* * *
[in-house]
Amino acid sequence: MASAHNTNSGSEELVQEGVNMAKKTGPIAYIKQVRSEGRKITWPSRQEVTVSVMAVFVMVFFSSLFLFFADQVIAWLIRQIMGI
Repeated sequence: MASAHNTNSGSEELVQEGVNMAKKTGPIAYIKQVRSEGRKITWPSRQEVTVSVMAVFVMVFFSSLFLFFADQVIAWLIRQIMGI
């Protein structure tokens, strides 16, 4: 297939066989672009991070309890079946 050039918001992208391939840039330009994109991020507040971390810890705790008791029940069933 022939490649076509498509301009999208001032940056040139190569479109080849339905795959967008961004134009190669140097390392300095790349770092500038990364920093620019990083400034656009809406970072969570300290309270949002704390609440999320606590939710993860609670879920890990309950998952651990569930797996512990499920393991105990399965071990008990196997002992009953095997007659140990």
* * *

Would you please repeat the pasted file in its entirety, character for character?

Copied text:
[in-house]
Amino acid sequence: MASAHNTNSGSEELVQEGVNMAKKTGPIAYIKQVRSEGRKITWPSRQEVTVSVMAVFVMVFFSSLFLFFADQVIAWLIRQIMGI
Repeated sequence: MASAHNTNSGSEELVQEGVNMAKKTGPIAYIKQVRSEGRKITWPSRQEVTVSVMAVFVMVFFSSLFLFFADQVIAWLIRQIMGI
């Protein structure tokens, strides 16, 4: 297939066989672009991070309890079946 050039918001992208391939840039330009994109991020507040971390810890705790008791029940069933 022939490649076509498509301009999208001032940056040139190569479109080849339905795959967008961004134009190669140097390392300095790349770092500038990364920093620019990083400034656009809406970072969570300290309270949002704390609440999320606590939710993860609670879920890990309950998952651990569930797996512990499920393991105990399965071990008990196997002992009953095997007659140990």